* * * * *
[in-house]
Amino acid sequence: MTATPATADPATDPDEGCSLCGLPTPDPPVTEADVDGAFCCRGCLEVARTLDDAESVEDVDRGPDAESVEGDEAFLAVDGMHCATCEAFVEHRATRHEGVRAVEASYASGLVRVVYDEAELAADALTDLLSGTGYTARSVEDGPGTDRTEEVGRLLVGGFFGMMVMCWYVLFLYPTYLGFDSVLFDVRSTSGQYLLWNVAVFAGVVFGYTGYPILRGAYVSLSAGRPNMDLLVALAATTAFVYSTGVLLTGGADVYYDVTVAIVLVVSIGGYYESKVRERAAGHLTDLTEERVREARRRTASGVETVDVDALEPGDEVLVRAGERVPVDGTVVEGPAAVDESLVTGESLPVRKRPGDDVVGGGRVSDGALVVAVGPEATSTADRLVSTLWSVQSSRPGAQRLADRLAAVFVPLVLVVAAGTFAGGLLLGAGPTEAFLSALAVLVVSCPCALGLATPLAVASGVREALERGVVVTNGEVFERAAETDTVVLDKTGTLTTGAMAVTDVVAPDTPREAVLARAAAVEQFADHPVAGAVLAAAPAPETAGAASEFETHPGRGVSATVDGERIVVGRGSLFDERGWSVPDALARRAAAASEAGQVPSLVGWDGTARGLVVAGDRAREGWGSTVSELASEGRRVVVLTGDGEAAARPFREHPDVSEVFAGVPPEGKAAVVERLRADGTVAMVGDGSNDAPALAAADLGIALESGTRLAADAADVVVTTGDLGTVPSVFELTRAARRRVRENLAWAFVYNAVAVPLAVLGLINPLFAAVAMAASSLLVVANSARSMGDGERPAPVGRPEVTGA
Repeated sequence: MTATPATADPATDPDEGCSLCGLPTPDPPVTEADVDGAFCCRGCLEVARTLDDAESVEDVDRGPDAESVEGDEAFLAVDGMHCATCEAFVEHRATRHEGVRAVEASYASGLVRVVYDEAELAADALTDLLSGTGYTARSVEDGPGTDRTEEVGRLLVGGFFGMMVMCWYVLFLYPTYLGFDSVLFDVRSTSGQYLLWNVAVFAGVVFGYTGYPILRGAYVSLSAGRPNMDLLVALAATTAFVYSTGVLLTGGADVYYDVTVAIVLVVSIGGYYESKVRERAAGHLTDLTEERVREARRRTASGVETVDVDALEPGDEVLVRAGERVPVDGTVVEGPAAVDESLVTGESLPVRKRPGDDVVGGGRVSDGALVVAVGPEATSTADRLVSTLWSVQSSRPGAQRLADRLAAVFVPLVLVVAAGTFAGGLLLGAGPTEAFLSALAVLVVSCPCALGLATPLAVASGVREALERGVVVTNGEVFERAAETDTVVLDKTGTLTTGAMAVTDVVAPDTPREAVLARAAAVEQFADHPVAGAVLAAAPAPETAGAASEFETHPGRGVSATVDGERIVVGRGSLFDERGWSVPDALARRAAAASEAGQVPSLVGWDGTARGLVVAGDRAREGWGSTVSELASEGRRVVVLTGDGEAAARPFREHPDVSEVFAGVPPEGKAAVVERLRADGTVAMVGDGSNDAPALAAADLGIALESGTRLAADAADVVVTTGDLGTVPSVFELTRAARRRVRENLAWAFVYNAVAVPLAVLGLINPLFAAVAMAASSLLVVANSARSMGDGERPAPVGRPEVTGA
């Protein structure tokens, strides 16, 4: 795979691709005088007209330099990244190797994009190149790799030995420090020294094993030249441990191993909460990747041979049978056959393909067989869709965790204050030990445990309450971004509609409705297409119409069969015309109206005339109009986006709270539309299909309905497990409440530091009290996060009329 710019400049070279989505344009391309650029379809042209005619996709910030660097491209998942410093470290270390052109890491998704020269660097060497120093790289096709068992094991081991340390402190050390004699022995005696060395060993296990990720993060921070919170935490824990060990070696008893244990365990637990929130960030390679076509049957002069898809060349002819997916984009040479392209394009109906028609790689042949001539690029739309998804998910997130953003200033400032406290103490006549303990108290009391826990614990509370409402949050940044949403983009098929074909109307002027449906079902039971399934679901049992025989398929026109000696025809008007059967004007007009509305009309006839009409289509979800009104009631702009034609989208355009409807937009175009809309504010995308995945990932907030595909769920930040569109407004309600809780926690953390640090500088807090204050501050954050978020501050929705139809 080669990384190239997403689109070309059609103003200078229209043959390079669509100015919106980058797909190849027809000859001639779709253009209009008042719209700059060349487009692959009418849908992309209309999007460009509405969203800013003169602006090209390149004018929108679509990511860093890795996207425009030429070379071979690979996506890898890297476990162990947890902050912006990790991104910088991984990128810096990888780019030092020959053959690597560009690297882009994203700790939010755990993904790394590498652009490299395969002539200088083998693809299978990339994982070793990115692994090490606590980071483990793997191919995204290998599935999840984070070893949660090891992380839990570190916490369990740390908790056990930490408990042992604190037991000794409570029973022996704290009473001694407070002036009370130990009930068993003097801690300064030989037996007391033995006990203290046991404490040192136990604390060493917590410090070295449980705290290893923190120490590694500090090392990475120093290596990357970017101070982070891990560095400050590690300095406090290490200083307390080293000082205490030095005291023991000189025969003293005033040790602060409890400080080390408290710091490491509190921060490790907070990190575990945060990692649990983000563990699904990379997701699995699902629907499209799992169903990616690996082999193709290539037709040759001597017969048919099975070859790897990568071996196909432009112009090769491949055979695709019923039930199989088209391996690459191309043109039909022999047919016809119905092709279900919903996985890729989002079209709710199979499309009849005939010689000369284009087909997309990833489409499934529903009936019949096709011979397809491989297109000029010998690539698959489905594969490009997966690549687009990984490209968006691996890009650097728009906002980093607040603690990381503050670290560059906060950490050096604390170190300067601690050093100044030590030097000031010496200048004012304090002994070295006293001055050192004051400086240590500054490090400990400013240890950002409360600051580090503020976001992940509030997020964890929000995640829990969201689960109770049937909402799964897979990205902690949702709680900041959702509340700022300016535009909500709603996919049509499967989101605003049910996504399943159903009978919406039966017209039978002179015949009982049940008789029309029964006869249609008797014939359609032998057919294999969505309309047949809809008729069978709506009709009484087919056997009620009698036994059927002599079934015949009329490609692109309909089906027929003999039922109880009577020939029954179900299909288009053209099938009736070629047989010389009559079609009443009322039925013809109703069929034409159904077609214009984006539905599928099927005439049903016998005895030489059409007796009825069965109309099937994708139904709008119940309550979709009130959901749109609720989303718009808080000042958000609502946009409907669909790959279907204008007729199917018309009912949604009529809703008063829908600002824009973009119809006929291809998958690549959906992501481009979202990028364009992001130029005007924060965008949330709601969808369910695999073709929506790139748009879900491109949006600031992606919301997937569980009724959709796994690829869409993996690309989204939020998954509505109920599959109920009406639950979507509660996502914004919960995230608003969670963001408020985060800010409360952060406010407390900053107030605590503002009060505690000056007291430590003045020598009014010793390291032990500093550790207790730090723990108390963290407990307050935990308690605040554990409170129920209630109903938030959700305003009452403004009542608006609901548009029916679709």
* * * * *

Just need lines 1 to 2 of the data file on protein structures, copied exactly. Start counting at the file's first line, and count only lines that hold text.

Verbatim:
[in-house]
Amino acid sequence: MTATPATADPATDPDEGCSLCGLPTPDPPVTEADVDGAFCCRGCLEVARTLDDAESVEDVDRGPDAESVEGDEAFLAVDGMHCATCEAFVEHRATRHEGVRAVEASYASGLVRVVYDEAELAADALTDLLSGTGYTARSVEDGPGTDRTEEVGRLLVGGFFGMMVMCWYVLFLYPTYLGFDSVLFDVRSTSGQYLLWNVAVFAGVVFGYTGYPILRGAYVSLSAGRPNMDLLVALAATTAFVYSTGVLLTGGADVYYDVTVAIVLVVSIGGYYESKVRERAAGHLTDLTEERVREARRRTASGVETVDVDALEPGDEVLVRAGERVPVDGTVVEGPAAVDESLVTGESLPVRKRPGDDVVGGGRVSDGALVVAVGPEATSTADRLVSTLWSVQSSRPGAQRLADRLAAVFVPLVLVVAAGTFAGGLLLGAGPTEAFLSALAVLVVSCPCALGLATPLAVASGVREALERGVVVTNGEVFERAAETDTVVLDKTGTLTTGAMAVTDVVAPDTPREAVLARAAAVEQFADHPVAGAVLAAAPAPETAGAASEFETHPGRGVSATVDGERIVVGRGSLFDERGWSVPDALARRAAAASEAGQVPSLVGWDGTARGLVVAGDRAREGWGSTVSELASEGRRVVVLTGDGEAAARPFREHPDVSEVFAGVPPEGKAAVVERLRADGTVAMVGDGSNDAPALAAADLGIALESGTRLAADAADVVVTTGDLGTVPSVFELTRAARRRVRENLAWAFVYNAVAVPLAVLGLINPLFAAVAMAASSLLVVANSARSMGDGERPAPVGRPEVTGA